The graphics aren’t great but they work for the concept. Your drawings look exactly as you drew them which in some ways is kind of interesting but also a bit depressing because you get to see how bad of an artist you are. At the same time though it’s cool to be able to actually use your own creations in a game. The backgrounds, which are all static, are hand drawn pictures which are simple, but certainly work for this game. The characters are all stick figures. You play as a blue one and enemies are red ones. Death is pretty simple. You fall down slowly and the screen gets blurry. Drawing mode blurs the screen but your drawing looks clear in a layer above the blur. All dialog is done in comic style thought bubbles. It’s a basic MS Word font and it looks fine. The main menu is just a white screen with blue text and boxes, but it is just a beta so it’s not that important. Game looks good enough as is I guess.
I actually did enjoy the sound in Drawn Story. Or more specifically the music. The effects were ok. There were some, but because of the pace of the game they aren’t that pronounced or particularly memorable. There’s a little ambient noise at times for effect but I could take it or leave it with this one. The music on the other hand was excellent. Good quality, no breaks, and quite enjoyable. I also really liked that each track was credited at its start in-game. Just a simple text message for a few seconds that in no way hindered my experience.
The writing is hard to gage having only made it to the third puzzle. On one hand it’s very light-giving you only one to two sentences at a time. Sometimes you actually want a bit more considering that the character talks to himself as a way of giving clues to the player. But this is inconsistent. In the third puzzle, where I finally gave up, no clues were given. Up to that point clues were very informative and common enough to expect them. So I can’t say if the rest of the game has enough of them or not because I didn’t get that far, but the third puzzle didn’t really give me anything and because of the way that particular puzzle is built clues were very much needed. The writing style works for the simple page by page adventure feel the game is going for, but it’s not anything impressive.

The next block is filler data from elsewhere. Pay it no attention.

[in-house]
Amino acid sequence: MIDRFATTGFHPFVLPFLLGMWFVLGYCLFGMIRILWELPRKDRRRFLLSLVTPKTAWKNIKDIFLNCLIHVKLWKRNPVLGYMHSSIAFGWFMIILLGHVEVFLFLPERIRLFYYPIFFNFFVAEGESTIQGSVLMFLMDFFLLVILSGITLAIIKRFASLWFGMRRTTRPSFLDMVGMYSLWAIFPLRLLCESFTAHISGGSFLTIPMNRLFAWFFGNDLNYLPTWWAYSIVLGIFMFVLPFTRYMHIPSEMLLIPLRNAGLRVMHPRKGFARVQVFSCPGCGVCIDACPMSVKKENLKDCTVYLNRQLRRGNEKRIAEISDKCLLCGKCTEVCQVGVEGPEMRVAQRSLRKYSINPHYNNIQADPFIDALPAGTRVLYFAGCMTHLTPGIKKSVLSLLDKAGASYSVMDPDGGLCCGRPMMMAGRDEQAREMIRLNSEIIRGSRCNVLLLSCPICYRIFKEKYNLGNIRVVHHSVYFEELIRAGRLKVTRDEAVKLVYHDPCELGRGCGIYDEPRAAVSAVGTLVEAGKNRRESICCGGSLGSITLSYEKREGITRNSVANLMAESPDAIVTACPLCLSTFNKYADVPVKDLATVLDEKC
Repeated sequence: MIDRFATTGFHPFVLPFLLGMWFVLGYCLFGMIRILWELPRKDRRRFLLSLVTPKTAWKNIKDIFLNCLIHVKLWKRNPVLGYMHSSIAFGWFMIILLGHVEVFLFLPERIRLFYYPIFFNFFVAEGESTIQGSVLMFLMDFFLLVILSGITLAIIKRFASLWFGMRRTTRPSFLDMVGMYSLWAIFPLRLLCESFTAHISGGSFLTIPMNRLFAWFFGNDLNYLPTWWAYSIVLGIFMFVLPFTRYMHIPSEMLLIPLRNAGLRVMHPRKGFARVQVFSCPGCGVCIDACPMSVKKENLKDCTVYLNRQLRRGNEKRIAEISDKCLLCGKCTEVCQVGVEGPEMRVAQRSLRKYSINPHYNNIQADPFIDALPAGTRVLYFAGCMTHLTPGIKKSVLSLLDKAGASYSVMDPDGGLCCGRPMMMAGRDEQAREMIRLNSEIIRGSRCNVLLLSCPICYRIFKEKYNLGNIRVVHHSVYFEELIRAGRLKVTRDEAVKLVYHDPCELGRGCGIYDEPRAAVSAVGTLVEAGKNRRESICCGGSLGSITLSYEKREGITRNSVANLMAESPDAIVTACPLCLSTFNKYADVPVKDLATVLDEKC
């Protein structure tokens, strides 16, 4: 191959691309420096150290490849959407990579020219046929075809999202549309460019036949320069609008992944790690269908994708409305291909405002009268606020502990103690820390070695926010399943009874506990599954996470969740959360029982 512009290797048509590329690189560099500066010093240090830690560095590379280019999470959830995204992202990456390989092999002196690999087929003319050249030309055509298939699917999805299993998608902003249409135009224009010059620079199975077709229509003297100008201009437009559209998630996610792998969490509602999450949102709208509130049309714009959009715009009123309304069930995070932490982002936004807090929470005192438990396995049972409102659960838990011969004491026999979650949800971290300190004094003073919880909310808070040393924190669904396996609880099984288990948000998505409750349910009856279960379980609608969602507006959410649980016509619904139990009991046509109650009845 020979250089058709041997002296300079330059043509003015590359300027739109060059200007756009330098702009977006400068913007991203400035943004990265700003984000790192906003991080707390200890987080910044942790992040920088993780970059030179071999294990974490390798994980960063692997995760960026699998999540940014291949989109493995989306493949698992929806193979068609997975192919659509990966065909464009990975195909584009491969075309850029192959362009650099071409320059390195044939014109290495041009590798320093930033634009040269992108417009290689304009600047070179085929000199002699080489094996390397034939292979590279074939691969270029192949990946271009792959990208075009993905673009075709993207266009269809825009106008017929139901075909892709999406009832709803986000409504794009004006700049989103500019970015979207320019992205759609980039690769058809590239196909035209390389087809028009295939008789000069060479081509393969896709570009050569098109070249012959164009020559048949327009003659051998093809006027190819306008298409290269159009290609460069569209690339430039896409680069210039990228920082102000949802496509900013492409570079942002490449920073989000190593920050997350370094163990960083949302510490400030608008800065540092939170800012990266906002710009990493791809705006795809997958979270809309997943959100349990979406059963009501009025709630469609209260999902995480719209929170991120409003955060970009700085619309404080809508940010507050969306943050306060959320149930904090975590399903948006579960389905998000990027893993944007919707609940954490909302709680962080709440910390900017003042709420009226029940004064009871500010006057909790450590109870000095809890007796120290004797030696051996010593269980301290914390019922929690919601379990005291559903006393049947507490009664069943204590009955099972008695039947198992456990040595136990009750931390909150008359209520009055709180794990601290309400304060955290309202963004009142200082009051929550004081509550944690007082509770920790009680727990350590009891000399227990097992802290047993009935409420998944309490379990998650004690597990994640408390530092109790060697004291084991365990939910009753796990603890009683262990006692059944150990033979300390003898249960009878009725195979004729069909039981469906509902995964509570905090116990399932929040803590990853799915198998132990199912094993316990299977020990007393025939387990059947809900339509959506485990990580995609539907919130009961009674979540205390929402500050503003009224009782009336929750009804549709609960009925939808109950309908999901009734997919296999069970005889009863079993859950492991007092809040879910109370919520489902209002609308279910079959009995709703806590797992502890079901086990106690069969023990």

Having not finished the game I can’t say how much replay value it actually has/will have since it is a beta at this point. But I can say that there is more than one way to complete puzzles which means there is at least some reason to possibly warrant a replay if you genuinely enjoy the gameplay. But again, the drawing mechanics are so bad that you won’t want to play it again let alone finish a first playthrough. The Steam Early Access price is currently set at $5 and I honestly can’t endorse paying even that much for what is currently a terribly broken game. Maybe in the future some changes will have been made to make the whole thing more manageable and less of a blatant waste of time and frustration, but for now it’s unquestionably a pass. Do not buy Drawn Story.
REVIEW CODE: A complimentary PC code was provided to Bonus Stage for this review. Please send all review code enquiries to email@example.com.